1
$\begingroup$

I want to use a pretrained neural network for two similar (but not identical) classification problems. Let's say I want to use AlexNet for image classification, where in problem A I am interested in classifying images in two classes, and in problem B I am interested in classifying in six classes.

I then create two instances of a pre-trained AlexNet and add a last layer with size according to the number of classes I want to classify. I then train these two NNs with a reduced, specific dataset.

What happens to the weights of these NNs?

I guess that the first few layers will detect more basic aspects, and thus the weights there won't change (therefore the two NNs will be equal in this part), and the last layers will have different weights because they are being fine-tuned for my applications (and therefore my two NNs would differ in this part). Is this correct? If so, how can I know where the point of divergence is between the two NNs that I have?

$\endgroup$
0
$\begingroup$

The weights in the lower layers of the network will also change, but not as drastically as those in the higher layers. (Gradients are propagated all the way to the base layers during backpropagation.) Adapting higher layers (and their resulting more task-specific representations) has greater impact in transferring to similar tasks.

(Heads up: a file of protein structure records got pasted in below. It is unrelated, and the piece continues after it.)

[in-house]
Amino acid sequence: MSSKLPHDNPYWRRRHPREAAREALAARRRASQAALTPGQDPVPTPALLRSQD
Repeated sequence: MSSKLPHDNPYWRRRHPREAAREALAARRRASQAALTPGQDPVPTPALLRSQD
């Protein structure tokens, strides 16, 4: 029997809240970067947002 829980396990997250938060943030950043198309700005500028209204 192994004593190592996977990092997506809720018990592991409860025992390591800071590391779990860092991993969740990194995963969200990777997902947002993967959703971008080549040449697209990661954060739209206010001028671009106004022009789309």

This behavior has been studied in a different field (natural language processing) by Thompson et al. (2018). The work examines the effect of freezing particular network weights during training, to determine which ones are most crucial and able to adapt during transfer learning.

$\endgroup$

Your Answer

By clicking “Post Your Answer”, you agree to our terms of service, privacy policy and cookie policy

Not the answer you're looking for? Browse other questions tagged or ask your own question.